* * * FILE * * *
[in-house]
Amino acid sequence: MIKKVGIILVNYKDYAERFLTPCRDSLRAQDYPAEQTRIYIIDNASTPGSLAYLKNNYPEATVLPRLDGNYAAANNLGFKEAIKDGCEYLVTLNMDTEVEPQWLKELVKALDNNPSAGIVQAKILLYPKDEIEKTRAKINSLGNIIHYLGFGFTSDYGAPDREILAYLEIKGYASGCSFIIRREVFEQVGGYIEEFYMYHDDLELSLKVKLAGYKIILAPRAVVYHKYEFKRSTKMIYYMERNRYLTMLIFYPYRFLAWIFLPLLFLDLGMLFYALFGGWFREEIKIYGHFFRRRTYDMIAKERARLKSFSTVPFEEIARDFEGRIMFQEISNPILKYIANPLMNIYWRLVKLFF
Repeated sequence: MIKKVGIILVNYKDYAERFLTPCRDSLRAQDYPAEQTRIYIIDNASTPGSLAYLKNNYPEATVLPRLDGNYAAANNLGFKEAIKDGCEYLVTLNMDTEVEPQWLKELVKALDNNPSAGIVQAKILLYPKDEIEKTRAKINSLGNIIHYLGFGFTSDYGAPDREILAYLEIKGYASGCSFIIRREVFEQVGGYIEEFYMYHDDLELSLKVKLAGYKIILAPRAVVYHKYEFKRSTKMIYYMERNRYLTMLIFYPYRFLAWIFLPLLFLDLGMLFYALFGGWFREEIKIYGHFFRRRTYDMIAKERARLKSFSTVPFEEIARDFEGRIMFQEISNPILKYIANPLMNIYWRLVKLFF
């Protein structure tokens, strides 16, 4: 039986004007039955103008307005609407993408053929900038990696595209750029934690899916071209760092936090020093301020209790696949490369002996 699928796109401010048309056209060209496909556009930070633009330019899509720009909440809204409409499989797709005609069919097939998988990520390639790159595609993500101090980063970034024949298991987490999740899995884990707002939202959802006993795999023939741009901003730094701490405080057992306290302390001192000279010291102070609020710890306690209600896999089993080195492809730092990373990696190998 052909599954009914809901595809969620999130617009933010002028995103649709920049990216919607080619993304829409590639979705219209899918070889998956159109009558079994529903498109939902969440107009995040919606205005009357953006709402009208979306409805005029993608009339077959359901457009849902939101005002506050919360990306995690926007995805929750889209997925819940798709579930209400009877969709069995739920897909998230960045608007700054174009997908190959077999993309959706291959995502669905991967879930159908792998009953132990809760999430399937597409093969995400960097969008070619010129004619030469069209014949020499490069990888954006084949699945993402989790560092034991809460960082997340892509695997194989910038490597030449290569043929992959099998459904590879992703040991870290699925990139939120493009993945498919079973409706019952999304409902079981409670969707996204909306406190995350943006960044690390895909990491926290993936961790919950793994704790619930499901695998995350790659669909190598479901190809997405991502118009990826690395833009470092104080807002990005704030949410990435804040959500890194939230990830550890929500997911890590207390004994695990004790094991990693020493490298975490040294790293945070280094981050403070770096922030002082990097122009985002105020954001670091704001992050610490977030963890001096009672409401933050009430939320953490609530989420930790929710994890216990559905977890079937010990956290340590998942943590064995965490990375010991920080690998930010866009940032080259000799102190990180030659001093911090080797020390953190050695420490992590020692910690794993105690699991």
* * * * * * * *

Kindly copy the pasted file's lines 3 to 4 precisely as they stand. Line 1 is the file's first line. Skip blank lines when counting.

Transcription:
Repeated sequence: MIKKVGIILVNYKDYAERFLTPCRDSLRAQDYPAEQTRIYIIDNASTPGSLAYLKNNYPEATVLPRLDGNYAAANNLGFKEAIKDGCEYLVTLNMDTEVEPQWLKELVKALDNNPSAGIVQAKILLYPKDEIEKTRAKINSLGNIIHYLGFGFTSDYGAPDREILAYLEIKGYASGCSFIIRREVFEQVGGYIEEFYMYHDDLELSLKVKLAGYKIILAPRAVVYHKYEFKRSTKMIYYMERNRYLTMLIFYPYRFLAWIFLPLLFLDLGMLFYALFGGWFREEIKIYGHFFRRRTYDMIAKERARLKSFSTVPFEEIARDFEGRIMFQEISNPILKYIANPLMNIYWRLVKLFF
């Protein structure tokens, strides 16, 4: 039986004007039955103008307005609407993408053929900038990696595209750029934690899916071209760092936090020093301020209790696949490369002996 699928796109401010048309056209060209496909556009930070633009330019899509720009909440809204409409499989797709005609069919097939998988990520390639790159595609993500101090980063970034024949298991987490999740899995884990707002939202959802006993795999023939741009901003730094701490405080057992306290302390001192000279010291102070609020710890306690209600896999089993080195492809730092990373990696190998 052909599954009914809901595809969620999130617009933010002028995103649709920049990216919607080619993304829409590639979705219209899918070889998956159109009558079994529903498109939902969440107009995040919606205005009357953006709402009208979306409805005029993608009339077959359901457009849902939101005002506050919360990306995690926007995805929750889209997925819940798709579930209400009877969709069995739920897909998230960045608007700054174009997908190959077999993309959706291959995502669905991967879930159908792998009953132990809760999430399937597409093969995400960097969008070619010129004619030469069209014949020499490069990888954006084949699945993402989790560092034991809460960082997340892509695997194989910038490597030449290569043929992959099998459904590879992703040991870290699925990139939120493009993945498919079973409706019952999304409902079981409670969707996204909306406190995350943006960044690390895909990491926290993936961790919950793994704790619930499901695998995350790659669909190598479901190809997405991502118009990826690395833009470092104080807002990005704030949410990435804040959500890194939230990830550890929500997911890590207390004994695990004790094991990693020493490298975490040294790293945070280094981050403070770096922030002082990097122009985002105020954001670091704001992050610490977030963890001096009672409401933050009430939320953490609530989420930790929710994890216990559905977890079937010990956290340590998942943590064995965490990375010991920080690998930010866009940032080259000799102190990180030659001093911090080797020390953190050695420490992590020692910690794993105690699991």